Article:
News

Rota the Lion

Rota the Lion  

Pinner had it’s own lion in the late 1930’s.

George Thompson, a Pinner resident, kept Rota in his back garden in a purpose built cage. Rota’s presence was know not only by local publicity but by him roaring!

He did cause some concern to neighbors but never escaped.

George acquired him purportedly as a result of a bet when Rota was still a cub.  He was named Rota and his owner was a director of the firm Roatary.

With the onset of World War 2 he presented difficulty to his owner with the onset of rationing, as insufficient meat was available, So George donated him to the Zoological Society who have an excellent painted portrait of him.

There is a film clip of Rota, Click Here

 

Aug 2019

Secret Pinner

Secret Pinner a New Publication

Pinner is now part of Greater London, but for most of its history it was an agricultural backwater, though one which experienced great changes. Pinner’s past has many fascinating aspects. In the Middle Ages it was part of the Archbishop of Canterbury’s huge manor of Harrow, and Headstone Manor and Pinner Park Farm preserve relics from this time. By the early nineteenth century Pinner had its own workhouse, toll gate and a stagecoach service to London. The railways brought prosperous Victorian and Edwardian commuters, whose families made Pinner their rural idyll. As others followed, the area was transformed with new stations, shopping centres and residential areas. Famous people associated with Pinner include Mrs Beeton and names associated with the arts and comedy such as William Heath Robinson and Ronnie Barker.

Secret Pinner explores lesser-known episodes in Pinner’s history including its first policemen, suffragettes and the family of agricultural labourers who gave their name to Rayners Lane. With tales of remarkable people, unusual events and tucked-away historical buildings, it will appeal to all those with an interest in the history of this London suburb.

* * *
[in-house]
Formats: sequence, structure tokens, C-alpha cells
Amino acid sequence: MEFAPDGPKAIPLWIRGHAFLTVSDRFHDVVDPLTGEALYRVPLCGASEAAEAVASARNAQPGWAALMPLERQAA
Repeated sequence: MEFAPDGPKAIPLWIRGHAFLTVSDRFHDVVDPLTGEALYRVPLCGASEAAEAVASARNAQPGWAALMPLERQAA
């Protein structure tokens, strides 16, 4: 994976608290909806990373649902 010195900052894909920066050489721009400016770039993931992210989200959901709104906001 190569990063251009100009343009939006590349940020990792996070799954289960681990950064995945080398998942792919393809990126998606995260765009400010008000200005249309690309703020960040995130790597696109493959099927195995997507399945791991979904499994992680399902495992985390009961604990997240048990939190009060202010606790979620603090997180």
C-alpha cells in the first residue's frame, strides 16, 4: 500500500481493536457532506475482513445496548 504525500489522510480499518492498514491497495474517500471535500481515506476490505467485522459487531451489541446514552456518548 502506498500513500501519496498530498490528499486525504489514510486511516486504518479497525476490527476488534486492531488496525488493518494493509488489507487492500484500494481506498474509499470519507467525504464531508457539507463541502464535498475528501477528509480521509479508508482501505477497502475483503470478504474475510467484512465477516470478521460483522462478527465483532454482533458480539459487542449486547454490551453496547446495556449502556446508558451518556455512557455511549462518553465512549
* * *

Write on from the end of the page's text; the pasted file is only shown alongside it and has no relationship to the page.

Pinner is now part of Greater London, but for most of its history it was an agricultural backwater, though one which experienced great changes. Pinner’s past has many fascinating aspects. In the Middle Ages it was part of the Archbishop of Canterbury’s huge manor of Harrow, and Headstone Manor and Pinner Park Farm preserve relics from this time. By the early nineteenth century Pinner had its own workhouse, toll gate and a stagecoach service to London. The railways brought prosperous Victorian and Edwardian commuters, whose families made Pinner their rural idyll. As others followed, the area was transformed with new stations, shopping centres and residential areas. Famous people associated with Pinner include Mrs Beeton and names associated with the arts and comedy such as William Heath Robinson and Ronnie Barker.

Secret Pinner explores lesser-known episodes in Pinner’s history including its first policemen, suffragettes and the family of agricultural labourers who gave their name to Rayners Lane. With tales of remarkable people, unusual events and tucked-away historical buildings, it will appeal to all those with an interest in the history of this London suburb.

Pinner is now part of Greater London, but for most of its history it was an agricultural backwater, though one which experienced great changes. Pinner’s past has many fascinating aspects. In the Middle Ages it was part of the Archbishop of Canterbury’s huge manor of Harrow, and Headstone Manor and Pinner Park Farm preserve relics from this time. By the early nineteenth century Pinner had its own workhouse, toll gate and a stagecoach service to London. The railways brought prosperous Victorian and Edwardian commuters, whose families made Pinner their rural idyll. As others followed, the area was transformed with new stations, shopping centres and residential areas. Famous people associated with Pinner include Mrs Beeton and names associated with the arts and comedy such as William Heath Robinson and Ronnie Barker.